Social Relations Through Zooarchaeology

  • Diane Gifford-Gonzalez


For zooarchaeologists, the question is not whether animals are woven tightly into human social relations but how to study this with archaeofaunal evidence. Beginning with the premise that social difference and inequality, if only those based on age and gender, pervade all human societies, this chapter reviews zooarchaeological approaches to social relations in diverse contexts. It uses exemplary studies to argue that zooarchaeologists have the tools to explore social relationships in societies of different scales and subsistence types. These include bone surface modifications and other taphonomic traces, taxonomic and element frequencies, mortality patterns, economic anatomy, and bone durability, and composition analysis of intrasite archaeofaunal aggregates – in other words, methods developed in other contexts work very well as basic research tools for exploring social relations. This chapter augments these by offering a set of conceptual tools for research into social relations, illustrated by some case studies: the household, chaîne opératoire , task differentiation, political economy, practice theory, being only some of the possibilities. The cases outlined indicate that such endeavors optimally juxtapose archaeofaunal data with that drawn from artifacts, architecture, site structure, documentary sources, and other contextual evidence, truly being cases where “bones are not enough.”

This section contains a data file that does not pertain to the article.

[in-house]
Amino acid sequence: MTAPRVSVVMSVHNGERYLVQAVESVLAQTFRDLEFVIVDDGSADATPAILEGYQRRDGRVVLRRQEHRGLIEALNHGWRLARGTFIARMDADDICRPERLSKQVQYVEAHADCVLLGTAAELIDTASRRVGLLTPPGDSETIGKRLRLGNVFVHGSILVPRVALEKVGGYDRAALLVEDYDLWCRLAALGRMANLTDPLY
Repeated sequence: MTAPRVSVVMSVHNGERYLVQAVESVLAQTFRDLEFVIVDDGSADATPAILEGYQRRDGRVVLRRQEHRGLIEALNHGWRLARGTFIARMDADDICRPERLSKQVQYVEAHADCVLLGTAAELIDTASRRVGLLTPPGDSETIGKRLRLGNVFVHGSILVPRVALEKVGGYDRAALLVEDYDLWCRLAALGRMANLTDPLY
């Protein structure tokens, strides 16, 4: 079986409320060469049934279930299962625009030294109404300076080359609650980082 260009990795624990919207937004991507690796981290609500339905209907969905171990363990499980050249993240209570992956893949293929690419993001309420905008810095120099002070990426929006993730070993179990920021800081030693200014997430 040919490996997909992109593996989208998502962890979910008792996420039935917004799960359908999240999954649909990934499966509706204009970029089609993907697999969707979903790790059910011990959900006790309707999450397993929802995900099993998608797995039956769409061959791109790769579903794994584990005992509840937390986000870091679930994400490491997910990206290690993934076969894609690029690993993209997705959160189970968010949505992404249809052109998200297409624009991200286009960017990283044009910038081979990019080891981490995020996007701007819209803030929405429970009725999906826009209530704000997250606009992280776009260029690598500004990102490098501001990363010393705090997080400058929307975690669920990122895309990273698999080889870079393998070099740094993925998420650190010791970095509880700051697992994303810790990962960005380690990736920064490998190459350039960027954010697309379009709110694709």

Social zooarchaeology Inequality Production Exchange Cuisine Practice theory Methodology 


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© Springer International Publishing AG, part of Springer Nature 2018

Authors and Affiliations

  • Diane Gifford-Gonzalez
    • 1
  1. 1.Department of AnthropologyUniversity of CaliforniaSanta CruzUSA

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